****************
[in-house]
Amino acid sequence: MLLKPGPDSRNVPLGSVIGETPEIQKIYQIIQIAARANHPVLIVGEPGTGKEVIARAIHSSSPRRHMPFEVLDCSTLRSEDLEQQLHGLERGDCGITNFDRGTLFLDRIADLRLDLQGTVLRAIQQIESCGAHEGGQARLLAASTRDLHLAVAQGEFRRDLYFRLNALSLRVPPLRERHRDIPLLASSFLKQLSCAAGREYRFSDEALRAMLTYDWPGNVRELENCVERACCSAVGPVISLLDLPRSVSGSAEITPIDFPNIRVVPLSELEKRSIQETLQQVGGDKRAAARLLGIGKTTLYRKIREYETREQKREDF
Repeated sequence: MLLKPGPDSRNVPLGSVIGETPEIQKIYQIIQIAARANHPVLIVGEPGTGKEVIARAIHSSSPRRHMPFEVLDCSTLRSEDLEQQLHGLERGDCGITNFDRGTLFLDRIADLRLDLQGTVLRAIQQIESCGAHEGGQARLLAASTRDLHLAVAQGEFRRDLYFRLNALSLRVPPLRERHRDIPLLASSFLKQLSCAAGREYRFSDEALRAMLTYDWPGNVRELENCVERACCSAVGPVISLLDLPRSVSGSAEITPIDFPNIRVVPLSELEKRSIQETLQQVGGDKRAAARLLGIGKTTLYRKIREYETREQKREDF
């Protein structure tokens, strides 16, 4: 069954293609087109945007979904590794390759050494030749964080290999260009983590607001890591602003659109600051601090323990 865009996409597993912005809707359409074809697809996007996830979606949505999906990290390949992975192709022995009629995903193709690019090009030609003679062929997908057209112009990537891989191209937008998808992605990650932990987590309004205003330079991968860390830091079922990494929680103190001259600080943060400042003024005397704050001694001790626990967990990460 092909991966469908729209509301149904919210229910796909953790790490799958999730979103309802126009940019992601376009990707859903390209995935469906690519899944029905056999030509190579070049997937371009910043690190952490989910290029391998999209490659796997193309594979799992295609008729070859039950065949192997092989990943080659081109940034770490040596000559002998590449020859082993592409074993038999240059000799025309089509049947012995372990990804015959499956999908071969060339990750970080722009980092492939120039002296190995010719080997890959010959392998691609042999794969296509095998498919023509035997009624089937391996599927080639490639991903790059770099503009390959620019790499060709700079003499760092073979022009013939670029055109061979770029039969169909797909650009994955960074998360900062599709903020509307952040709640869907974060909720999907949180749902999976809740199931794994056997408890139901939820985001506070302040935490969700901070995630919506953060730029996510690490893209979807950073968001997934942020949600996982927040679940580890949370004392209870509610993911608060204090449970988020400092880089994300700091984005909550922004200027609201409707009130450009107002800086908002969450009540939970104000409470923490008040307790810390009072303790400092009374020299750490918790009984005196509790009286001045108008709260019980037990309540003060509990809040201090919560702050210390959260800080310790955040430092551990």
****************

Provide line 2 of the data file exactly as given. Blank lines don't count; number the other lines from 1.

Amino acid sequence: MLLKPGPDSRNVPLGSVIGETPEIQKIYQIIQIAARANHPVLIVGEPGTGKEVIARAIHSSSPRRHMPFEVLDCSTLRSEDLEQQLHGLERGDCGITNFDRGTLFLDRIADLRLDLQGTVLRAIQQIESCGAHEGGQARLLAASTRDLHLAVAQGEFRRDLYFRLNALSLRVPPLRERHRDIPLLASSFLKQLSCAAGREYRFSDEALRAMLTYDWPGNVRELENCVERACCSAVGPVISLLDLPRSVSGSAEITPIDFPNIRVVPLSELEKRSIQETLQQVGGDKRAAARLLGIGKTTLYRKIREYETREQKREDF